A GM bankruptcy could leave IT vendors with unpaid bills

A GM bankruptcy could leave IT vendors with unpaid bills

But the automaker might be better able to embrace new technology later

There are two story lines revolving around the expected bankruptcy of General Motors Corp., and the first one is ugly. Bankruptcy is a nasty business and IT vendors may be left with unpaid bills, smaller contracts and uncertainty about the automaker's future.

The second story, however, line is more hopeful: GM will gain some needed freedom if, as expected, it files for Chapter 11 bankruptcy and reorganizes. It will be able to jettison contracts and IT plans that may not be working for it and better position itself to adopt new technologies.

Among the companies that make up GM's suppliers is supply chain management vendor i2 Technologies Inc. As with other vendors, i2 is paid on a 60-day term, meaning that if GM files for bankruptcy, there is a chance it won't be paid for two months worth of work, said Kelly Thomas, senior vice president and general manager of manufacturing at i2.

Which vendors are paid after a bankruptcy is filed will be up to a judge, but Thomas said his firm will stay with GM, regardless of a court decision. "You make a bet that you will be a much stronger partner because you stuck by their side," he said.

There are many other IT vendors at risk of losing money in a GM bankruptcy. Automakers and their supply chains spent $9 billion on IT last year, according to IDC's Manufacturing Insights -- and GM is a big part of that spending. In 2006 alone, GM approved $15 billion in multi-year outsourcing contracts. Overall IT spending for this year in the U.S. is estimated to be nearly nearly $500 billion, according to IDC.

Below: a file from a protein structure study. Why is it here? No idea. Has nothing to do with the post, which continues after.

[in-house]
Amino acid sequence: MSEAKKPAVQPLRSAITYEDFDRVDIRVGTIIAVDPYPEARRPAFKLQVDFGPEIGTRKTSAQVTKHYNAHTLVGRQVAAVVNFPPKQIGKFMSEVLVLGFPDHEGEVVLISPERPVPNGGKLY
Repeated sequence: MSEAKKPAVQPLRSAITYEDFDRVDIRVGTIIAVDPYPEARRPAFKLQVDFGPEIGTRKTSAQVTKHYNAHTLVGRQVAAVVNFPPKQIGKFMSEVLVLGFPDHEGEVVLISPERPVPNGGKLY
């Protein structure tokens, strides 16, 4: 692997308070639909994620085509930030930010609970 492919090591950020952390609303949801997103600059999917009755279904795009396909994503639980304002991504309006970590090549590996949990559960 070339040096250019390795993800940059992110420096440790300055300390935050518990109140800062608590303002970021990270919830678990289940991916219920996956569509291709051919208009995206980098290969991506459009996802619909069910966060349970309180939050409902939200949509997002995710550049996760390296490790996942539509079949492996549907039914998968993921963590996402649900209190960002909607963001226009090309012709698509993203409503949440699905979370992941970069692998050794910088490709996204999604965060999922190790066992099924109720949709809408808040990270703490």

But once GM is out of bankruptcy, vendors continuing with the company will be paid. The court "will make sure there is a financing system," said D. Mike Darland, a partner at CRG Partners, a New York consulting firm that handles restructurings and corporate turnarounds.

Darland expects most suppliers will want to continue business with GM, but the automaker will likely scale back on suppliers as it reduces its size. "GM is looking to come out of this process a more efficient company," he said.

The bankruptcy "is almost a cleansing process that will help GM understand what's needed from an IT perspective," said Thilo Koslowski, vice president at Gartner Inc.'s industry advisory service.

"There will certainly be some pain for vendors," said Koslowski, noting that whatever comes out of the bankruptcy "is going to be smaller than the GM we know today."

The best-case scenario for IT spending by the auto industry over the next few years is for it to be relatively flat, growing to about $10.5 billion by 2012. That growth is predicated on GM emerging from bankruptcy as a stronger company -- coupled with a general improvement in the auto business, said Joe Barkai, practice director at IDC's Manufacturing Insights.

Barkai said bankruptcy may give GM the time it needs to build new products that bring in buyers. "We are on the verge of breaking through technology barriers on a new generation of cars," he said.

The federal stimulus package pushed through Congress earlier this year may help. The government is spending $2 billion on building battery manufacturing plants, and Barkai said those batteries need to be built in the U.S. Otherwise, their sheer weight and shipping costs would offset any salary gains realized by building the batteries in plants overseas.

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